The equations that describe engine performance are given as:
m(k)+A 1(gr(k)*w(k))P eng(k)+B 1(gr(k)*w(k))X(k)≦0
m(k)+A 2(gr(k)*w(k))P eng(k)+B 2(gr(k)*w(k))X(k)≦0  (16)

The process block 16 then defines a cost function as the sum of the total weighted predicted fuel consumed in the next N samples at box 58 as:

Fuel = k = t k = t + N α ( k ) m ( k ) ( 17 )

The weights α are selected based on the confidence in the predictions of the driving pattern and the future power demand. The sequence of weights is chosen based on several factors, such as credibility of the forecast, type of journey, battery size, etc. If the credibility of the predicted driving pattern is low, all weights corresponding to the future fuel consumption can be equal to zero. The cost function will be equal to the current fuel consumption.

The process block 16 uses a standard iterative method for mixed integer linear programming optimization solution to find the sequence of optimum values of the control variables for the next N samples at box 60. The sequence of control variables includes a binary value for turning the engine off when it is not being used, where X(k)=0 when the engine is off and X(k)=1 when the engine is on.

The process block 16 then computes the optimum rear motor traction power, the front motor regenerative braking power, and the rear motor regenerative braking power by using the following equations, respectively, as:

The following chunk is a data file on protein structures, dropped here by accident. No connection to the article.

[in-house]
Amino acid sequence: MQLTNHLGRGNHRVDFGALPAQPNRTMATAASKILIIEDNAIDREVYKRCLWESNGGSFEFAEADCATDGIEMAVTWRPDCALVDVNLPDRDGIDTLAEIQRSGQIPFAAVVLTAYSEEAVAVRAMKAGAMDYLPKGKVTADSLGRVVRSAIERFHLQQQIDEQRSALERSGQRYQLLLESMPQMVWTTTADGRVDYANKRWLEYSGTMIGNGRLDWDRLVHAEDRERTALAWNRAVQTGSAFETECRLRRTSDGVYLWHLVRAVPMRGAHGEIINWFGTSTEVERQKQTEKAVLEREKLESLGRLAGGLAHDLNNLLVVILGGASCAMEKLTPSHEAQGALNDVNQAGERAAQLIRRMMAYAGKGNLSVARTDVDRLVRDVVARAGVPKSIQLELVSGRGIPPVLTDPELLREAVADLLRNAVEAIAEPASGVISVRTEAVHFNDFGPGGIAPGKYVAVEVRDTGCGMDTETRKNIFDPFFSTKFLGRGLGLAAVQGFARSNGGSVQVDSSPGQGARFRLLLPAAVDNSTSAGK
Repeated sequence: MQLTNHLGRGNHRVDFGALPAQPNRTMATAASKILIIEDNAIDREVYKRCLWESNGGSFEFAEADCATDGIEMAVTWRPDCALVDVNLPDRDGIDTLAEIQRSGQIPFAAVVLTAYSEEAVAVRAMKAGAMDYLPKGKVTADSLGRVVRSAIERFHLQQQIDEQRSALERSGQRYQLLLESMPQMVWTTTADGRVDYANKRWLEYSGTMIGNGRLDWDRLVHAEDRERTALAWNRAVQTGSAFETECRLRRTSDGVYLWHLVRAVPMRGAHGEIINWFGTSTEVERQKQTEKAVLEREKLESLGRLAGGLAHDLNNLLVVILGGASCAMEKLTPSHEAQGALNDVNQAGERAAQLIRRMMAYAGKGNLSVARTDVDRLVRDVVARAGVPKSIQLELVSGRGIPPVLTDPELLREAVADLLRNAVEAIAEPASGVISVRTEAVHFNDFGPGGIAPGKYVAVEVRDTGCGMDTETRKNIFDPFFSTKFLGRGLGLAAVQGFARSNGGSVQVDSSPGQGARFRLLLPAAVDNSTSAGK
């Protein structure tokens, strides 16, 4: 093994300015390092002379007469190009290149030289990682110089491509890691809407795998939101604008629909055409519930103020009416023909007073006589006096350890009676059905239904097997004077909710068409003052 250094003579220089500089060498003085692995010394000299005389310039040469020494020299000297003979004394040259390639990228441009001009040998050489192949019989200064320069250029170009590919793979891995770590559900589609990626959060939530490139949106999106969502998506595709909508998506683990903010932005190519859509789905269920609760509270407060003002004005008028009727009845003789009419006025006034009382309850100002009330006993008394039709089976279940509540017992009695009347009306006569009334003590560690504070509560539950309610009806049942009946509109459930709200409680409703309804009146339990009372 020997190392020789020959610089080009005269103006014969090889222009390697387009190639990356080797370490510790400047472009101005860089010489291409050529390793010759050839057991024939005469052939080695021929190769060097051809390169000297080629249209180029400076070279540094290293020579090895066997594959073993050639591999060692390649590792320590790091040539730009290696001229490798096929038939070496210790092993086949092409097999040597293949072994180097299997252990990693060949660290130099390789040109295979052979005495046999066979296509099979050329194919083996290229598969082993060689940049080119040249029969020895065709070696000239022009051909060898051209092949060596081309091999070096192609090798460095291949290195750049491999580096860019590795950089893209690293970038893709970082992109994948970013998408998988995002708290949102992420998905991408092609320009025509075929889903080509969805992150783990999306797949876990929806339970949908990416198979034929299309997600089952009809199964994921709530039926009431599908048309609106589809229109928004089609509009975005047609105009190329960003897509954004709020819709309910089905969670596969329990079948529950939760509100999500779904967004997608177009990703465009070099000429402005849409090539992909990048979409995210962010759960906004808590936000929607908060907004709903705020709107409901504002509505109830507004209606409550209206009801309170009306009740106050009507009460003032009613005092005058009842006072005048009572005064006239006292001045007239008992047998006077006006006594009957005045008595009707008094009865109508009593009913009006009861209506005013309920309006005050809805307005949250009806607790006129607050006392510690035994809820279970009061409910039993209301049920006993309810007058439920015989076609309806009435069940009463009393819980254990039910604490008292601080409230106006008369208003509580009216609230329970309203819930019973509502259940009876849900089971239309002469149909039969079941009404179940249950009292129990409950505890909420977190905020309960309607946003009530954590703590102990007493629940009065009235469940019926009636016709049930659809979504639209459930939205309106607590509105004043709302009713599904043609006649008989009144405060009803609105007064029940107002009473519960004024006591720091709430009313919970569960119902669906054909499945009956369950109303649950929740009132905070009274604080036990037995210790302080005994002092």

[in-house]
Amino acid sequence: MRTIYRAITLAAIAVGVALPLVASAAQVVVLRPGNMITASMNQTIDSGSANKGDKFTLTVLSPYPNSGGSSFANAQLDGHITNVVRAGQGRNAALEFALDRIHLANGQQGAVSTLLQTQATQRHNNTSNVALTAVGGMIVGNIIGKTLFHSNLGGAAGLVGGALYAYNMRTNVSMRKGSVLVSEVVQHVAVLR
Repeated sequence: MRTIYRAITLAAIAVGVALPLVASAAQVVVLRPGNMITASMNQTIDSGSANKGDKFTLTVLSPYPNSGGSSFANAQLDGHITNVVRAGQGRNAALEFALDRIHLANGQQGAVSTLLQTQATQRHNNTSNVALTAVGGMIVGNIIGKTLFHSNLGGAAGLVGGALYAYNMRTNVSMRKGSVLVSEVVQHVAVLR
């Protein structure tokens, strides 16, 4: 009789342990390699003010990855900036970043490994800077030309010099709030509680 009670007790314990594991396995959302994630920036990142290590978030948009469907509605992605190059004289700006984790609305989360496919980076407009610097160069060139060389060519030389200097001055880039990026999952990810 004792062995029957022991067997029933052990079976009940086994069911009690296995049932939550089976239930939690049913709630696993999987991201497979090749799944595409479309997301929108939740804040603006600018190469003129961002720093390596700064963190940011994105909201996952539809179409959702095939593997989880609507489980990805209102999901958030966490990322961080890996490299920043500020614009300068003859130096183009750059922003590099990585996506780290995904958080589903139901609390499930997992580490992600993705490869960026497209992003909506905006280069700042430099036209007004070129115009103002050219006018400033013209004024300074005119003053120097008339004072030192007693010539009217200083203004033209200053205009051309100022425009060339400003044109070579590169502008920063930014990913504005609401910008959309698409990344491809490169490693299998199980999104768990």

P m1 +(k)=(−P eng(k)+(P d +(k)−Pm2 +)/(dtr_tract_eff)+P m1 ch (k)) P m2 (k)=min(P m2 max , P d *front—regen_eff) P m1 13 br (k)=max(0,(P d (k)−P m2 (k)/front—regen_eff)* dtr_regen_eff  (18)

The process block 16 then returns these values to select the current power commands at the box 34 as discussed above.

The foregoing discussion discloses and describes merely exemplary embodiments of the present invention. One skilled in the art will readily recognize from such discussion and from the accompanying drawings and claims that various changes, modifications and variations can be made therein without departing from the spirit and scope of the invention as defined in the following claims.

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Classifications
U.S. Classification180/65.265, 180/65.29, 701/48
International ClassificationB60K6/52, B60W10/08, B60W20/00, B60W10/26, B60W10/06
Cooperative ClassificationB60W50/0097, B60W20/13, B60W10/06, B60W20/12, Y02T10/72, Y02T10/645, Y02T90/16, Y02T10/7077, Y02T10/6291, B60K6/52, Y02T10/705, B60L11/1861, Y02T10/7044, B60W2530/14, B60L11/1859, Y02T90/162, B60L3/0046, B60L15/2045, Y02T10/6265, Y02T10/7005, B60L2240/62, B60L2260/54, B60W20/00, B60W2550/402, B60W10/08, B60W10/26, Y02T10/7291, Y02T10/7283, B60L11/14, Y02T10/70
European ClassificationB60L3/00F6, B60L11/14, B60L11/18M28, B60L11/18M26, B60W10/06, B60W10/08, B60K6/52, B60W10/26, B60W20/00, B60L15/20E